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Official Journal of the Italian Society of Dermatology and Sexually Transmitted Diseases
Indexed/Abstracted in: EMBASE, PubMed/MEDLINE, Science Citation Index Expanded (SciSearch), Scopus
Impact Factor 1,014
Online ISSN 1827-1820
ACNE AND ROSACEA: UPDATE IN 2009
Kao M., Huang C.-M.
Department of Medicine, Division of Dermatology, University of California, San Diego, CA, USA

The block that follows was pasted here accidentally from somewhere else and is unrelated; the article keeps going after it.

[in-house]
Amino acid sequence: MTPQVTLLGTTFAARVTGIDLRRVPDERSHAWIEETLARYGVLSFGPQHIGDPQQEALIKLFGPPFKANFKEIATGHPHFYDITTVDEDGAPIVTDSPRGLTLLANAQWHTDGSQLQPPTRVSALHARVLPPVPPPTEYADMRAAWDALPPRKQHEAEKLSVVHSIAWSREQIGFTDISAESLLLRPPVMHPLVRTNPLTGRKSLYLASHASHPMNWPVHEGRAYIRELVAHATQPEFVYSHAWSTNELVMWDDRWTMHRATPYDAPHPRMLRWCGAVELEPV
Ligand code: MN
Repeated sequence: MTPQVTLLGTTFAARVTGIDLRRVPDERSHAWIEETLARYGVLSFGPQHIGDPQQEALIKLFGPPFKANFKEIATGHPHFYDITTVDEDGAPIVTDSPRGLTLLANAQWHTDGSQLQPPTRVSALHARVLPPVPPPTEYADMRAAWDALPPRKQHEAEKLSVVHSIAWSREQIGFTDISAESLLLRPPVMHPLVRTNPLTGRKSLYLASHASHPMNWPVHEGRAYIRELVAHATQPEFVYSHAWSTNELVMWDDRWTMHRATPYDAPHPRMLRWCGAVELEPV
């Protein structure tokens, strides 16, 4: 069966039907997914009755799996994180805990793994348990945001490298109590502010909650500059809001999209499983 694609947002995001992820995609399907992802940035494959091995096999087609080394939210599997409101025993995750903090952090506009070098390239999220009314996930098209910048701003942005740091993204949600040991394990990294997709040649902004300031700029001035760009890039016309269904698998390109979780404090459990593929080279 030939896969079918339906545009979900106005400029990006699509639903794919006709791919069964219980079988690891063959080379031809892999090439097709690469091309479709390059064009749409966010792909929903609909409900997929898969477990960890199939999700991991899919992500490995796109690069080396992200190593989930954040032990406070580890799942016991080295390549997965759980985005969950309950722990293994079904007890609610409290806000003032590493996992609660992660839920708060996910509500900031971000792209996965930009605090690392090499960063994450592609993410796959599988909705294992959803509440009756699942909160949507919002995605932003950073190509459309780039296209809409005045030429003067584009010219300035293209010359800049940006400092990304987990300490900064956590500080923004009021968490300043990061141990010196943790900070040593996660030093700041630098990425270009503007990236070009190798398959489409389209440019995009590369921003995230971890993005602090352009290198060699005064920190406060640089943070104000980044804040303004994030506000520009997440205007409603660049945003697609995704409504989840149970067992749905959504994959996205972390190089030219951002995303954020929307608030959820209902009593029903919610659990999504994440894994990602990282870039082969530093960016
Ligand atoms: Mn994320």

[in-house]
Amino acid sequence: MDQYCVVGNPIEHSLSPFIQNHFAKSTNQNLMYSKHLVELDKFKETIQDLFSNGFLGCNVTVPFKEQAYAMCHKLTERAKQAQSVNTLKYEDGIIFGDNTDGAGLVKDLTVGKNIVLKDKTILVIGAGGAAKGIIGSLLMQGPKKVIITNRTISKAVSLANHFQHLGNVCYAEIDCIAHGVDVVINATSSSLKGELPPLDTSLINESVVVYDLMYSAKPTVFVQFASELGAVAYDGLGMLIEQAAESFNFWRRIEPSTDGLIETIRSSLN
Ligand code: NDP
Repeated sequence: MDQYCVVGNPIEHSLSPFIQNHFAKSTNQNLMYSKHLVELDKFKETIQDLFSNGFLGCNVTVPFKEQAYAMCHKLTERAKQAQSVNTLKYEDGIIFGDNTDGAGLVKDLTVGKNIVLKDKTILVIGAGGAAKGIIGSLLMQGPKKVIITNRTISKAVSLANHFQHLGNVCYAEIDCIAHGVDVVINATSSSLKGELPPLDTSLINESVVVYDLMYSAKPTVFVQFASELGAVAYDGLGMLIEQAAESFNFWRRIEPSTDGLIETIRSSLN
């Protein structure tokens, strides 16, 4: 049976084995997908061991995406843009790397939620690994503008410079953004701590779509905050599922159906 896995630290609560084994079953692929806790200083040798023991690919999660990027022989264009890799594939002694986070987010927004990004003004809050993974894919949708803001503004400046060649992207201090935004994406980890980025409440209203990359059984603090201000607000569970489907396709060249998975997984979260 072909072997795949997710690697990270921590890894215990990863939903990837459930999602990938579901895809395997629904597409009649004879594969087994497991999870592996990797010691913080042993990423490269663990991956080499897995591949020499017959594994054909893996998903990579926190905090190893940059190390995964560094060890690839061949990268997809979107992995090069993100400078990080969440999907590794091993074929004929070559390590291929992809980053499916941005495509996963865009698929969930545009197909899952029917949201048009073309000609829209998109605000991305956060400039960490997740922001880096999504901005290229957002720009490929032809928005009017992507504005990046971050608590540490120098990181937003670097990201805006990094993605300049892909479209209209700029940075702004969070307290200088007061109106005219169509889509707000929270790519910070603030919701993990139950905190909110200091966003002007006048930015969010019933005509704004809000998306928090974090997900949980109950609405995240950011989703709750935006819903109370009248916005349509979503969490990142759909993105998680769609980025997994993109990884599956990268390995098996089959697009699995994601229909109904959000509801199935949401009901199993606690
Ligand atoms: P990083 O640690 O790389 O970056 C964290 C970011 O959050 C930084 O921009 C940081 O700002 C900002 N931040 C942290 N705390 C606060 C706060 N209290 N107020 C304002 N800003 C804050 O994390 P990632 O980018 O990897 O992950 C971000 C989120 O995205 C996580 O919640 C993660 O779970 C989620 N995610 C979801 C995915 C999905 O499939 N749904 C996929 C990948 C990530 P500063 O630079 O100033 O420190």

Acne vulgaris is one of the most common skin diseases and can affect a large number of individuals at some point in their lives. Though the disease is multi-factorial, the Gram-positive, anaerobic bacterium Propionibacterium acnes (P. acnes), a member of resident skin microflora, is implicated in acne inflammation and associated with acne lesions. Common treatments such as antibiotic or benzoyl peroxide nonspecifically reduce bacteria population on the skin, which may disrupt homeostasis and cause further complications such as promoting growth of antibiotic-resistant bacteria strains. A component vaccine and an inactivated whole bacteria vaccine are made to target specifically P. acnes. The component vaccine targeting P. acnes surface sialidase and heat-inactivated P. acnes vaccine have both been shown to reduce P. acnes- induced inflammation in vivo and neutralize P. acnes in vitro, suggesting their potentials as new treatment for acne vulgaris. To facilitate acne studies, a bioengineering approach was utilized to design a new human acne model using tissue chamber. The tissue chamber of human sebocytes is shown to produce in mice a microenvironment similar to human acne inflammation. This approach can also be utilized in future studies in developing therapeutic acne vaccines and designing possible combined treatment of acne vaccine with alternative acne treatments.